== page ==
Fri, 04/12/2009 – Jude Fanton

Those who feed the cities grow crops such as okra, maize, onions, tomatoes, gingers and the pulses that typify Rajasthani cuisine on a large scale in the peri-urban area.


Farmers seem to be using commercial seeds (we have seen large empty packets of F1 hybrid eggplant and okra lying on the footpath).


On the markets we observed that there was no variation between stalls in the varieties of tomatoes, capsicums, small purple eggplants.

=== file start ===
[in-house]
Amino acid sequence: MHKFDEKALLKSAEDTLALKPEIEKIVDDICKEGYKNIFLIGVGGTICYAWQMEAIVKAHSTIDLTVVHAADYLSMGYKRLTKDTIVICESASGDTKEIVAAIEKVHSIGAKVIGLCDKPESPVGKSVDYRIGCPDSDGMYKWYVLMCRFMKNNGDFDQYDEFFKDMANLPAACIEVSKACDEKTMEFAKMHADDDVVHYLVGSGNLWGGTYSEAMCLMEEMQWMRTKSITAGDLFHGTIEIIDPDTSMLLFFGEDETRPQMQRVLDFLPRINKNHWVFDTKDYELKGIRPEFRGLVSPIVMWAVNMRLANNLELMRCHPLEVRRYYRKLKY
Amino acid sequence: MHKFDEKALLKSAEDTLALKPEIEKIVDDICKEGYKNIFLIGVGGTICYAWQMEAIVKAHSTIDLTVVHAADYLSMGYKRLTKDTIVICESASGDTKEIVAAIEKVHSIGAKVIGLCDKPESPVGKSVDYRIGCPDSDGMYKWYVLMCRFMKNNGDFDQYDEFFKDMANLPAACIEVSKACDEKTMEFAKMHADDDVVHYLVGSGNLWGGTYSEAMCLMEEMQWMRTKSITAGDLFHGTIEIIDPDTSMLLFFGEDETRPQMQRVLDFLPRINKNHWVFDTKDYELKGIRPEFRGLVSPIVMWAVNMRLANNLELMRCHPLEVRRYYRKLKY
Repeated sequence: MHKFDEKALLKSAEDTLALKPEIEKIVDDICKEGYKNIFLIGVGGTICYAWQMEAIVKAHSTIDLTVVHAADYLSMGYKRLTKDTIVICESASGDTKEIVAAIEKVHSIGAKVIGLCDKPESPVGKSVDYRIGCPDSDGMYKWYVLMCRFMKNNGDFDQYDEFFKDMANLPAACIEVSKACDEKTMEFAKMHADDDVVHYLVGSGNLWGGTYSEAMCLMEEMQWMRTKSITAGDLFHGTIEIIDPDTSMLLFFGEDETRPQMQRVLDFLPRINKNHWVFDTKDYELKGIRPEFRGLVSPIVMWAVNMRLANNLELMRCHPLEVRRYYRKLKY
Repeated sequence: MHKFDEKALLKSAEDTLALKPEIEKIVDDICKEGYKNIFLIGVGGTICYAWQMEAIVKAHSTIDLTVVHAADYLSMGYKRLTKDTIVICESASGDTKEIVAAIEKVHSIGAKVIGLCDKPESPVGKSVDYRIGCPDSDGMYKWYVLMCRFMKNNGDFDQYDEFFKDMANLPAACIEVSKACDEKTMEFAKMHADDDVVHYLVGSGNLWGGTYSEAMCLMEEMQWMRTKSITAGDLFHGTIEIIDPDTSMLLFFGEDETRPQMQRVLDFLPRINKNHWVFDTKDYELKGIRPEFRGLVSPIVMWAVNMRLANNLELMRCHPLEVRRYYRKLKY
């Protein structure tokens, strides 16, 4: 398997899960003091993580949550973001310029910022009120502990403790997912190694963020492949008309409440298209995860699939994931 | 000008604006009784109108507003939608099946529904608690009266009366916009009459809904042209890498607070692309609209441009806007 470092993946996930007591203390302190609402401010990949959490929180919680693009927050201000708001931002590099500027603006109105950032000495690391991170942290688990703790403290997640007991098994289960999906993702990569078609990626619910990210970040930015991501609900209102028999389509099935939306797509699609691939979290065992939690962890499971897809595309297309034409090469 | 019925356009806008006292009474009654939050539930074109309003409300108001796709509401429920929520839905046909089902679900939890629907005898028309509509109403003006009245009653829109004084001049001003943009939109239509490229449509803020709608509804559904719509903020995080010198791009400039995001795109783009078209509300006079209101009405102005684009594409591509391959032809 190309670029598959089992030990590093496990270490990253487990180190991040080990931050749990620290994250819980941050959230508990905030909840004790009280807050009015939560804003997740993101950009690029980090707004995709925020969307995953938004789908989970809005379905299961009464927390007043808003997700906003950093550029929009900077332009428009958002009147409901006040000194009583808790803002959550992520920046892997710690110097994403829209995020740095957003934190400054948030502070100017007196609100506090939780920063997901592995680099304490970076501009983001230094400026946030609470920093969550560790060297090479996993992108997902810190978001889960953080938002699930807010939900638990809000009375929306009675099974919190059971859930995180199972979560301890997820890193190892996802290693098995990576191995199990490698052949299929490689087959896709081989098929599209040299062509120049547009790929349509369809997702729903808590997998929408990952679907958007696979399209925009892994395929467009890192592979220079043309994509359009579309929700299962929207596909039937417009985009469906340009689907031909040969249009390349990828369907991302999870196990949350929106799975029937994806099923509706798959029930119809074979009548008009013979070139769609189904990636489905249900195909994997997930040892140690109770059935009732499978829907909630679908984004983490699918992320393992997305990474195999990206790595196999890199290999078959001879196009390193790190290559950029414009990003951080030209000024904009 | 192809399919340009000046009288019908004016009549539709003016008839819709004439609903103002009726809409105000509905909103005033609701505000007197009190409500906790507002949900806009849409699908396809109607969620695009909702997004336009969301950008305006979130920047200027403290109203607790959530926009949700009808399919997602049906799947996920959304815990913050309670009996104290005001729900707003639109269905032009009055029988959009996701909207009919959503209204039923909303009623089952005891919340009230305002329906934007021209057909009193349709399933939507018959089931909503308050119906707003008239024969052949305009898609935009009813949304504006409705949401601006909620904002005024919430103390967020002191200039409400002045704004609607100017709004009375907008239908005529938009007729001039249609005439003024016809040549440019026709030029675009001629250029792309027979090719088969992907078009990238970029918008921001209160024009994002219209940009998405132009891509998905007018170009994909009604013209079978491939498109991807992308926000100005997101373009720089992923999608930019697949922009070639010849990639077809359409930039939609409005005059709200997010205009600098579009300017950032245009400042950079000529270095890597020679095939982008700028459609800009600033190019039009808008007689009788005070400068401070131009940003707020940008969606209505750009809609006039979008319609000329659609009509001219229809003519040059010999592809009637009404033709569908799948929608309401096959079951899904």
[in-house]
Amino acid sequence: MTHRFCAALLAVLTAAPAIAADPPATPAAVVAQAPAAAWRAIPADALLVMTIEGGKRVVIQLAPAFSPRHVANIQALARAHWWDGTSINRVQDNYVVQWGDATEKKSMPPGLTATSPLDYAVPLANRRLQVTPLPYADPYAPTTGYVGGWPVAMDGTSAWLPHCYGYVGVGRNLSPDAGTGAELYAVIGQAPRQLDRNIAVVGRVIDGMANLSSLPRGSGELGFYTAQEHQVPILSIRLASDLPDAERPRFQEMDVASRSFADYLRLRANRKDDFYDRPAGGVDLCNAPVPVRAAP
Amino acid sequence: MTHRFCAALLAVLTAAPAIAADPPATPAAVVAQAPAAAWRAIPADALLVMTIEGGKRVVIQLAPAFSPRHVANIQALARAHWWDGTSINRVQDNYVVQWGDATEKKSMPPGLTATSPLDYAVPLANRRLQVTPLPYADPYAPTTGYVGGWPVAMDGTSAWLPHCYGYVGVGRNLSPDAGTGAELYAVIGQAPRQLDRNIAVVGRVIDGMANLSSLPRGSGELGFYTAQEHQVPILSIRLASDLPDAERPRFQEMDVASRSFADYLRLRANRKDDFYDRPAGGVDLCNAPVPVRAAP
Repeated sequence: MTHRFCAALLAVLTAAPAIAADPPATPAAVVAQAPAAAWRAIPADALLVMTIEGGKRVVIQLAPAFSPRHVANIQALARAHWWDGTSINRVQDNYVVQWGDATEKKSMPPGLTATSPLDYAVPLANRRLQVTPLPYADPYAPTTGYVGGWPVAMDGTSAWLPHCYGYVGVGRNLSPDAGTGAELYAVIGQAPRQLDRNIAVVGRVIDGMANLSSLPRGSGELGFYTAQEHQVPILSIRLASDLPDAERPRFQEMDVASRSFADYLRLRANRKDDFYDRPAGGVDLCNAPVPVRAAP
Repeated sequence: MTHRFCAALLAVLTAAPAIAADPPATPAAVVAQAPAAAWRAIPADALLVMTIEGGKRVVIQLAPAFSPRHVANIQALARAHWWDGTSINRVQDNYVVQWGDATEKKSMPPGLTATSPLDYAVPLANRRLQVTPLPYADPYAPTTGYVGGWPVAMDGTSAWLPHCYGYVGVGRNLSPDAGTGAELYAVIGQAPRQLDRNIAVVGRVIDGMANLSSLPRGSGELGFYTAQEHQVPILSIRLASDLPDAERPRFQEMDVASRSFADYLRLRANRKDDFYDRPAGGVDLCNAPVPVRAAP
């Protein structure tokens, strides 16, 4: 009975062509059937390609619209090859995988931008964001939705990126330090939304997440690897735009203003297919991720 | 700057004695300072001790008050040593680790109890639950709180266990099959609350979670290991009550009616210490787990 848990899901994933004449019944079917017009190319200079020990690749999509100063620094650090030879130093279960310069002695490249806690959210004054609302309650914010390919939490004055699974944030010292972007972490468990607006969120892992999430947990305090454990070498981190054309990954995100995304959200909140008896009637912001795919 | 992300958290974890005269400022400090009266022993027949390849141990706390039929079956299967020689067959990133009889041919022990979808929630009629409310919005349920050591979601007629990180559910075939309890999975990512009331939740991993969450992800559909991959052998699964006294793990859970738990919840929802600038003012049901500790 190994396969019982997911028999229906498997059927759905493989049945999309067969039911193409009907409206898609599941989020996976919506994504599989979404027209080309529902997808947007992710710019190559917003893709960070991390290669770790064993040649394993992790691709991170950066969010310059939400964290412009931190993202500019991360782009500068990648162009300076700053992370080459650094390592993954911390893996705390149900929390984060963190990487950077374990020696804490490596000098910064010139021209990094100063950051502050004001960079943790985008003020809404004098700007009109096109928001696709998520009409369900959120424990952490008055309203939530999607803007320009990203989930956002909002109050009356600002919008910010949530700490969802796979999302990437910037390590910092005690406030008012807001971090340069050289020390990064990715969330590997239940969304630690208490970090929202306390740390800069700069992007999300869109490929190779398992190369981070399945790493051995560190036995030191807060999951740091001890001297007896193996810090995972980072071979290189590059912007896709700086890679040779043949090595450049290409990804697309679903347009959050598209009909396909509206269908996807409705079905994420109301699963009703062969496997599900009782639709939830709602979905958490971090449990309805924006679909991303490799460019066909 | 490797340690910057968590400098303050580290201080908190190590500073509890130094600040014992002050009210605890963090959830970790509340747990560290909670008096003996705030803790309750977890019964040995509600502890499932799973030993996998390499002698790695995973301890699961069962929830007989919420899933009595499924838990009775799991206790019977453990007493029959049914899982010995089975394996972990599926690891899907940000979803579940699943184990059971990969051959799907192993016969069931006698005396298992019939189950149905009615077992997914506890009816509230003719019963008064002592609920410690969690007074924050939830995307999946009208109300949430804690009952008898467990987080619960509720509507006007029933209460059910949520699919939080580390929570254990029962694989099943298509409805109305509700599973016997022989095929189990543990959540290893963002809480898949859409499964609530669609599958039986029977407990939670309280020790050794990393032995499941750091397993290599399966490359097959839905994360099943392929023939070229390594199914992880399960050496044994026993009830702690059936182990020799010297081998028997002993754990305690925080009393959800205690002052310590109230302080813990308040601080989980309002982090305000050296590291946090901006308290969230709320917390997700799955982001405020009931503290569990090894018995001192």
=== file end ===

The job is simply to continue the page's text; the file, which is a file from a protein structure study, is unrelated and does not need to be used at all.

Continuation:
IMAGE Market stall in Udaipur

Not that we see commercial seeds as a complete no-no. Our point is that when farmers replace their traditional local varieties by commercial seeds (often for the sake of productivity) they lose not only some of the genepool but also the ability to continue the adaptation process for climate change-friendly characteristics. These are found in traditional varieties that may yield less but are able to cope with extreme weather. Rajasthan has a very arid climate. The farmers have selected for drought resistance in the past and therefore for times ahead.

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